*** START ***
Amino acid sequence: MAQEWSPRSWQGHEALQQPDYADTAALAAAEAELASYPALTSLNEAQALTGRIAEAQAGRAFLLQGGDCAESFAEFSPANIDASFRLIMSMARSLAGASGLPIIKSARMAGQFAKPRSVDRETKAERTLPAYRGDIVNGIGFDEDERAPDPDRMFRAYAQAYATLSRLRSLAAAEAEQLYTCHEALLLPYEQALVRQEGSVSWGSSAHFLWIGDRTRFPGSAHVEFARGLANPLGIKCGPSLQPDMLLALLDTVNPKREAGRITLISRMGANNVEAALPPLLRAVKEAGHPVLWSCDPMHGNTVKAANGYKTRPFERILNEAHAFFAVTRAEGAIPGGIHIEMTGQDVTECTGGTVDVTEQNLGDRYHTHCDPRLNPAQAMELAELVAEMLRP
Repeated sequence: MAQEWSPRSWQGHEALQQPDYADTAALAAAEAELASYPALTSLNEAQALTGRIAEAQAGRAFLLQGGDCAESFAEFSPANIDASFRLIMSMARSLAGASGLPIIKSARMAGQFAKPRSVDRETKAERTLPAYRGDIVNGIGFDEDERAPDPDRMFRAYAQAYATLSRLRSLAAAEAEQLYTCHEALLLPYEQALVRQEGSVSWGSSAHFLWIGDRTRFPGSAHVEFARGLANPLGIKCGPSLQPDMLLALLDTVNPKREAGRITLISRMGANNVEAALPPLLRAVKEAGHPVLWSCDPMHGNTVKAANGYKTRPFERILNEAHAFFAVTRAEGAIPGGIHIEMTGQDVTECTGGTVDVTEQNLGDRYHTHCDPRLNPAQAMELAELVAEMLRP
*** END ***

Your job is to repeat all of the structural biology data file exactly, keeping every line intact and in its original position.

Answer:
Amino acid sequence: MAQEWSPRSWQGHEALQQPDYADTAALAAAEAELASYPALTSLNEAQALTGRIAEAQAGRAFLLQGGDCAESFAEFSPANIDASFRLIMSMARSLAGASGLPIIKSARMAGQFAKPRSVDRETKAERTLPAYRGDIVNGIGFDEDERAPDPDRMFRAYAQAYATLSRLRSLAAAEAEQLYTCHEALLLPYEQALVRQEGSVSWGSSAHFLWIGDRTRFPGSAHVEFARGLANPLGIKCGPSLQPDMLLALLDTVNPKREAGRITLISRMGANNVEAALPPLLRAVKEAGHPVLWSCDPMHGNTVKAANGYKTRPFERILNEAHAFFAVTRAEGAIPGGIHIEMTGQDVTECTGGTVDVTEQNLGDRYHTHCDPRLNPAQAMELAELVAEMLRP
Repeated sequence: MAQEWSPRSWQGHEALQQPDYADTAALAAAEAELASYPALTSLNEAQALTGRIAEAQAGRAFLLQGGDCAESFAEFSPANIDASFRLIMSMARSLAGASGLPIIKSARMAGQFAKPRSVDRETKAERTLPAYRGDIVNGIGFDEDERAPDPDRMFRAYAQAYATLSRLRSLAAAEAEQLYTCHEALLLPYEQALVRQEGSVSWGSSAHFLWIGDRTRFPGSAHVEFARGLANPLGIKCGPSLQPDMLLALLDTVNPKREAGRITLISRMGANNVEAALPPLLRAVKEAGHPVLWSCDPMHGNTVKAANGYKTRPFERILNEAHAFFAVTRAEGAIPGGIHIEMTGQDVTECTGGTVDVTEQNLGDRYHTHCDPRLNPAQAMELAELVAEMLRP